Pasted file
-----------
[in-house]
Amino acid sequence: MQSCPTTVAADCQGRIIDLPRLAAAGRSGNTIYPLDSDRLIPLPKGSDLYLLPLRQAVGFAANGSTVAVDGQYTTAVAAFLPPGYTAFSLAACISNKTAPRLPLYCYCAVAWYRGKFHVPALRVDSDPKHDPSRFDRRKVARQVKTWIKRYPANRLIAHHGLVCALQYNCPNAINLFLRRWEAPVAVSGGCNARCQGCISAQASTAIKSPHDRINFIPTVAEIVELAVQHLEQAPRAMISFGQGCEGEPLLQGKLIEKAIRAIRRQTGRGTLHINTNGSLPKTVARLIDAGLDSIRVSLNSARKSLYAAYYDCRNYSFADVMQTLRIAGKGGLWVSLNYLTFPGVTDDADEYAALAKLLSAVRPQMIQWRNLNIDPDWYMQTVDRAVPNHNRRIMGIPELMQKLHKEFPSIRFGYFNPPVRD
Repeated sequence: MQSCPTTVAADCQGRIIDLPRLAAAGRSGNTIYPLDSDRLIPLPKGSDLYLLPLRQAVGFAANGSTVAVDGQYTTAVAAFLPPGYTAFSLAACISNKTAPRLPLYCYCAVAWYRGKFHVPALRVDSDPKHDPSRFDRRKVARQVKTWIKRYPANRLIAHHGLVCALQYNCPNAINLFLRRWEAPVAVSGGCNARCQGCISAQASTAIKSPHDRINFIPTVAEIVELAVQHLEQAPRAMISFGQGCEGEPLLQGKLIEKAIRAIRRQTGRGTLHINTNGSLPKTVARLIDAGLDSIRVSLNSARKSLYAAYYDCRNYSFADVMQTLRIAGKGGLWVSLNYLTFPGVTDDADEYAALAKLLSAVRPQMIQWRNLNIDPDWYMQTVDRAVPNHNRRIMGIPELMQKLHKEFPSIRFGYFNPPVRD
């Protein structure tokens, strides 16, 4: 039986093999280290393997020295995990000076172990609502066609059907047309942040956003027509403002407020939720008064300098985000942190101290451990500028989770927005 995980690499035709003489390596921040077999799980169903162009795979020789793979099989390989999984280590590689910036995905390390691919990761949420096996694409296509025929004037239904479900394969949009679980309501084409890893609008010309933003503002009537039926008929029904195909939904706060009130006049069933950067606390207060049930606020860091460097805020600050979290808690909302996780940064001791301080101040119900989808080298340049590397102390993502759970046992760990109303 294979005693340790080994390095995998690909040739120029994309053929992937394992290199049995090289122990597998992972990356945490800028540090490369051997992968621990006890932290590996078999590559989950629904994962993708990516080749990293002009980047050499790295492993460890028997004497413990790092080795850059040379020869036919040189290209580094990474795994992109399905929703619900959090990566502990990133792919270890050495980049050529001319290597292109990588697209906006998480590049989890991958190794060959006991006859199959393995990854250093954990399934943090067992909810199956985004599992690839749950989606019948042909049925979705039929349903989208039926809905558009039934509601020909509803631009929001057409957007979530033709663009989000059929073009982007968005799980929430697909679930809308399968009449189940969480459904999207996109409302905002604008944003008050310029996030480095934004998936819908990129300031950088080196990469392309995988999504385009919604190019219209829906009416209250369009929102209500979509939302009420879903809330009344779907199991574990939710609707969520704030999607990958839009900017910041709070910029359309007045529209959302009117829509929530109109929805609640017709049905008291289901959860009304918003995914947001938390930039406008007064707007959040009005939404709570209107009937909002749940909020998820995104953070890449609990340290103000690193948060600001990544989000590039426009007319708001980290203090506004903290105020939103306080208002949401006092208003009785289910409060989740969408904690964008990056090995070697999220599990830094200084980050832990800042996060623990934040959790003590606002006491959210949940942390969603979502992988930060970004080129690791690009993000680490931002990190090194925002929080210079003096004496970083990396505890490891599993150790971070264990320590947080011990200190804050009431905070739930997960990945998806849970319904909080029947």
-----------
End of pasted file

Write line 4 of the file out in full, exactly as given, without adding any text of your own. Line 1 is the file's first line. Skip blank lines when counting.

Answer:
């Protein structure tokens, strides 16, 4: 039986093999280290393997020295995990000076172990609502066609059907047309942040956003027509403002407020939720008064300098985000942190101290451990500028989770927005 995980690499035709003489390596921040077999799980169903162009795979020789793979099989390989999984280590590689910036995905390390691919990761949420096996694409296509025929004037239904479900394969949009679980309501084409890893609008010309933003503002009537039926008929029904195909939904706060009130006049069933950067606390207060049930606020860091460097805020600050979290808690909302996780940064001791301080101040119900989808080298340049590397102390993502759970046992760990109303 294979005693340790080994390095995998690909040739120029994309053929992937394992290199049995090289122990597998992972990356945490800028540090490369051997992968621990006890932290590996078999590559989950629904994962993708990516080749990293002009980047050499790295492993460890028997004497413990790092080795850059040379020869036919040189290209580094990474795994992109399905929703619900959090990566502990990133792919270890050495980049050529001319290597292109990588697209906006998480590049989890991958190794060959006991006859199959393995990854250093954990399934943090067992909810199956985004599992690839749950989606019948042909049925979705039929349903989208039926809905558009039934509601020909509803631009929001057409957007979530033709663009989000059929073009982007968005799980929430697909679930809308399968009449189940969480459904999207996109409302905002604008944003008050310029996030480095934004998936819908990129300031950088080196990469392309995988999504385009919604190019219209829906009416209250369009929102209500979509939302009420879903809330009344779907199991574990939710609707969520704030999607990958839009900017910041709070910029359309007045529209959302009117829509929530109109929805609640017709049905008291289901959860009304918003995914947001938390930039406008007064707007959040009005939404709570209107009937909002749940909020998820995104953070890449609990340290103000690193948060600001990544989000590039426009007319708001980290203090506004903290105020939103306080208002949401006092208003009785289910409060989740969408904690964008990056090995070697999220599990830094200084980050832990800042996060623990934040959790003590606002006491959210949940942390969603979502992988930060970004080129690791690009993000680490931002990190090194925002929080210079003096004496970083990396505890490891599993150790971070264990320590947080011990200190804050009431905070739930997960990945998806849970319904909080029947």